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exploring the Dharma one blog post at a time...

Dharma Blog SymbolDharma Blog Posts – Posts by Buddhist teachers or senior practitioners on specific Buddhist teachings.  They are educational, instructive, or insightful posts to help others understand the teachings of Buddha.

Sangha Member Blog Posts Sangha Member Blog Posts – Posts by Sangha members (members practicing with Corvallis Zen Circle) about their experiences and their Zen practice on the path to awakening.

Everyday Suffering, Everyday Freedom

by Mary Leigh Burke

When people asked the Buddha about metaphysical issues (is there a God?  Is the soul reborn?) he replied with some variation of: “I don’t speculate on these things.  I teach only suffering and the end of suffering.”

So some people think Buddhism is atheistic; however, it would be more accurate to say it is agnostic.   You can follow any faith (or no faith) and do Buddhist practice.   Everybody suffers, and everybody wants to end suffering.  

What do Buddhists  mean by “suffering”?  We can start by asking ourselves: what do I mean?   Where in my life am I dissatisfied?  What keeps not working for me?   What do I keep trying to get hold of that keeps slipping through my fingers?  What am I afraid of losing?  The teaching says that suffering comes from two sources in the mind: either grasping: trying to hang onto or get hold of something we want; or aversion: trying to get rid of something we don’t want.   

Suffering arises when you  unconsciously create an illusory mental world  (a story in your head).  For example, maybe I’m out for a walk in my neighborhood, enjoying the fresh air just after a rain, when I come across the neighbor’s yard filled with amazing plants and beautiful landscaping.  Before I know it, the envy-and-inferiority story : “Why can’t my yard look like this? What do they know that I don’t?  I should be home mulching instead of wasting time on this walk. Maybe I should pay somebody; but I can’t afford that …. ” and off we go.   An entire  scenario has taken form that is a complete fabrication, based on grasping for a perceived need and aversion to a perceived reality.  What is actually here now? an early autumn walk, a beautiful green yard, the scent of the air fresh from the rain.

Meditation practice teaches you that  it is possible to step back from your stories about your life and – like falling backwards into the softest of pillows – fall back into life as it really is.

Most Buddhist meditation begins with simply sitting quietly and noticing your breathing; how exactly you notice it and what you do then varies quite a bit, but the basic idea is to come fully and completely into the present moment and then disover what the mind does with that – in other words, to watch the story-making in action without buying into the story.  At first, you’ll lost in those thought worlds and repeatedly coming back to the anchor of the breath.  Over time, you will begin to see that:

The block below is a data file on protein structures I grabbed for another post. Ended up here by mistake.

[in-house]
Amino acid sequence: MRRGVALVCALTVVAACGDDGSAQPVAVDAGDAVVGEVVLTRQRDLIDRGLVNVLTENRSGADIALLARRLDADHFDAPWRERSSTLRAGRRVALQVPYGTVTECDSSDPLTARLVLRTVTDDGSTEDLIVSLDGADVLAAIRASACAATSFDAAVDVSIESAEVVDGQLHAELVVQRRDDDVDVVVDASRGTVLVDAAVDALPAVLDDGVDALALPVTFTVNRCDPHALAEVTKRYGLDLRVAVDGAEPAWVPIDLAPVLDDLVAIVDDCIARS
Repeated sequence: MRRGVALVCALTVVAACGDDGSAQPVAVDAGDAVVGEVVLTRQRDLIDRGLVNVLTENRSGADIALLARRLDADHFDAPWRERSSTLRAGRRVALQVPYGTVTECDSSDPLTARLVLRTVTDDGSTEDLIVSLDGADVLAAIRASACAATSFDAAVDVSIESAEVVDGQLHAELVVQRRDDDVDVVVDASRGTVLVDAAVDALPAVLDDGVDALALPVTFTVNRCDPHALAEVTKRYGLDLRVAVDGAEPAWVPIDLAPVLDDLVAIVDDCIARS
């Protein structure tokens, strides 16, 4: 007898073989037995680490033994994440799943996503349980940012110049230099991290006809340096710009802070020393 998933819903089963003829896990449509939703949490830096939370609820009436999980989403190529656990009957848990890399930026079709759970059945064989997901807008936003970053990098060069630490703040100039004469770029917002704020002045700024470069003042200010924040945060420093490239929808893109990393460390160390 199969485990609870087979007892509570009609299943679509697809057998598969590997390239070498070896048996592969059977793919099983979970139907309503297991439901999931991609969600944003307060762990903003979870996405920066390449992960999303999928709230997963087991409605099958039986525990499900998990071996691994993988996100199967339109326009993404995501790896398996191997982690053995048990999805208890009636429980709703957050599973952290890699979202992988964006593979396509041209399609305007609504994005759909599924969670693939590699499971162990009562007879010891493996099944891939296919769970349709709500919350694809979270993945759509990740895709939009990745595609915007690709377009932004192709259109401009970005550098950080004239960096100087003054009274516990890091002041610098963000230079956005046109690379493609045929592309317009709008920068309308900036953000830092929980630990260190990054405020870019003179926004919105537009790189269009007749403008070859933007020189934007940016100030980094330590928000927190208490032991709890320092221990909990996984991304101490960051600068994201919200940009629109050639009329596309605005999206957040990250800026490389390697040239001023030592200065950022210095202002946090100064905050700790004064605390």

• The stories are impermanent: the thoughts arise and then pass away
  • Who you think you are is being generated as part of these stories
  • There is an awareness that is independent of thoughts and stories, desires and aversions, and even a permanent sense of “me”.

What happens next is freedom, which includes really living your life.  

Does all suffering, all dissatisfaction, disappear forever?  Are you now living in uninterrupted bliss, happiness, and unity for the rest of your life?  Do all your problems go away?

The Buddha might say that’s an irrelevant question: there is no “rest of your life”; there is only this moment.  We practice moment by moment, seeing (and being) life as it is, instead of the stories and interpretations our minds want to project onto life.  In any given moment, engaging wholeheartedly in this practice of coming into the present, liberation – really living your life as it is – is possible for everybody.

 

On berating oneself

One of my most deeply rooted, and least helpful, habits was berating myself when I thought I had said or done something “wrong.”  At one point I stumbled across a loving-kindness meditation in Ezra Bayda’s Beyond Happiness (see below.)  I began launching into the meditation whenever I caught myself starting to beat myself up.  It was just long and complicated enough to shift my mind out of “self-denigration mode” and gradually I found myself slipping into self hatred less and less.

Breathing in, dwelling in the heart.
Breathing out, extending loving-kindness to myself, exactly as I am right now.

Breathing in, dwelling in the heart.
Breathing out, there’s no one special to be.

Breathing in, dwelling in the heart.
Breathing out, just Being.

Reminding Me — A poem

Reminding Me
A vulture circles.
Clouds play chase, then bumper cars.
Bees hunting nectar, intensely.
A hot sun dismissed by a wistful wind.
Sparks dance while flames laugh,
Reminding me –
Who stopped time today.
                        – Rich Duncombe